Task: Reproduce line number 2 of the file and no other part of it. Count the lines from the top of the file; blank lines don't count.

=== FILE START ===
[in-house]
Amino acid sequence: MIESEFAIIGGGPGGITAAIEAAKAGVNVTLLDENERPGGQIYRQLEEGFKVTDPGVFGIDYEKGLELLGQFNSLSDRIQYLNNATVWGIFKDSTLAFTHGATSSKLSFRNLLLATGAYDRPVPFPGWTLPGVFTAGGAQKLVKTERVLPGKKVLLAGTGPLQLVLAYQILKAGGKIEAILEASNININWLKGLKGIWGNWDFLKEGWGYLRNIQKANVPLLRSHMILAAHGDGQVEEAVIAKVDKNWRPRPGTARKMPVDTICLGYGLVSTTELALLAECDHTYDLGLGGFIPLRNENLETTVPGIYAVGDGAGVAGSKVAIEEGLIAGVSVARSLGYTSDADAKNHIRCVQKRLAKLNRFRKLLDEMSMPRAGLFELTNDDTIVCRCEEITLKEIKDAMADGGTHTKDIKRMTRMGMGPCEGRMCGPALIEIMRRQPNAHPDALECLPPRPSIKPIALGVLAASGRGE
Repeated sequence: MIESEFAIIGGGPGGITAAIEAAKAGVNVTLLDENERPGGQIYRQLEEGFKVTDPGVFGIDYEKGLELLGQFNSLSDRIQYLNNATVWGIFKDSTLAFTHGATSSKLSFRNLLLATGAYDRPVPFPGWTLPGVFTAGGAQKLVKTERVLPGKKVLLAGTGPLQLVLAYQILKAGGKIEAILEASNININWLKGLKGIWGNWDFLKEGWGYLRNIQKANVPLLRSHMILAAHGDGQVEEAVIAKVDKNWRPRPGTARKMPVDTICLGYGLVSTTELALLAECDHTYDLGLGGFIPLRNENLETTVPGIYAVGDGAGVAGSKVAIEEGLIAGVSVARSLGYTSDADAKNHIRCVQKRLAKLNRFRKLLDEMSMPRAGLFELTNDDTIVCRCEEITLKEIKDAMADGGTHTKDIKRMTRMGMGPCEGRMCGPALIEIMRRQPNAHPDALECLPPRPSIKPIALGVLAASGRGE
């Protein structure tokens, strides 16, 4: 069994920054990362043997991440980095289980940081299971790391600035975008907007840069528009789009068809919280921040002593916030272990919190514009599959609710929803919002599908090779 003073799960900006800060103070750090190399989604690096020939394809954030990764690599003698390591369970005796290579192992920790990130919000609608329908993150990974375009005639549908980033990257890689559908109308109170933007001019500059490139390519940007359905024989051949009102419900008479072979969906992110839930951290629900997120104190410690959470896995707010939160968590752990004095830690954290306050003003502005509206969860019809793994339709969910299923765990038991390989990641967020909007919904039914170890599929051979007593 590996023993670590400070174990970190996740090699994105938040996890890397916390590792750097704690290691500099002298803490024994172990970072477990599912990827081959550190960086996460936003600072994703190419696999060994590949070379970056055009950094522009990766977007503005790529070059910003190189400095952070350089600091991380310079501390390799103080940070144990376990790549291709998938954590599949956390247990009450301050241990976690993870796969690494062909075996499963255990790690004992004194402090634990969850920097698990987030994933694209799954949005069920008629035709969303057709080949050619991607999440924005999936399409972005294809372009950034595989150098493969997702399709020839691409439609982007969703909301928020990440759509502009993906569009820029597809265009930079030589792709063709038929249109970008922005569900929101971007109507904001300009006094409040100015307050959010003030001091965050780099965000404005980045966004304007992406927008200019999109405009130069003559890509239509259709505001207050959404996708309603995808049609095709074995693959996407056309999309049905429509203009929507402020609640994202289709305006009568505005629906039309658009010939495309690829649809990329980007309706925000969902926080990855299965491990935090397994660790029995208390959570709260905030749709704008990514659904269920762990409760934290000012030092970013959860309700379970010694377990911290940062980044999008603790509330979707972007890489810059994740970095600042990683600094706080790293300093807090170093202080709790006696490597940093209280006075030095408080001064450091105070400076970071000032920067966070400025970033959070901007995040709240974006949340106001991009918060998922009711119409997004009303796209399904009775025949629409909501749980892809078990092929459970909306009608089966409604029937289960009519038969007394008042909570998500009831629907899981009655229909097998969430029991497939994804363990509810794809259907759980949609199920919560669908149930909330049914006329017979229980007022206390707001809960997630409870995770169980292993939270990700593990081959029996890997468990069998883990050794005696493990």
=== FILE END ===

Amino acid sequence: MIESEFAIIGGGPGGITAAIEAAKAGVNVTLLDENERPGGQIYRQLEEGFKVTDPGVFGIDYEKGLELLGQFNSLSDRIQYLNNATVWGIFKDSTLAFTHGATSSKLSFRNLLLATGAYDRPVPFPGWTLPGVFTAGGAQKLVKTERVLPGKKVLLAGTGPLQLVLAYQILKAGGKIEAILEASNININWLKGLKGIWGNWDFLKEGWGYLRNIQKANVPLLRSHMILAAHGDGQVEEAVIAKVDKNWRPRPGTARKMPVDTICLGYGLVSTTELALLAECDHTYDLGLGGFIPLRNENLETTVPGIYAVGDGAGVAGSKVAIEEGLIAGVSVARSLGYTSDADAKNHIRCVQKRLAKLNRFRKLLDEMSMPRAGLFELTNDDTIVCRCEEITLKEIKDAMADGGTHTKDIKRMTRMGMGPCEGRMCGPALIEIMRRQPNAHPDALECLPPRPSIKPIALGVLAASGRGE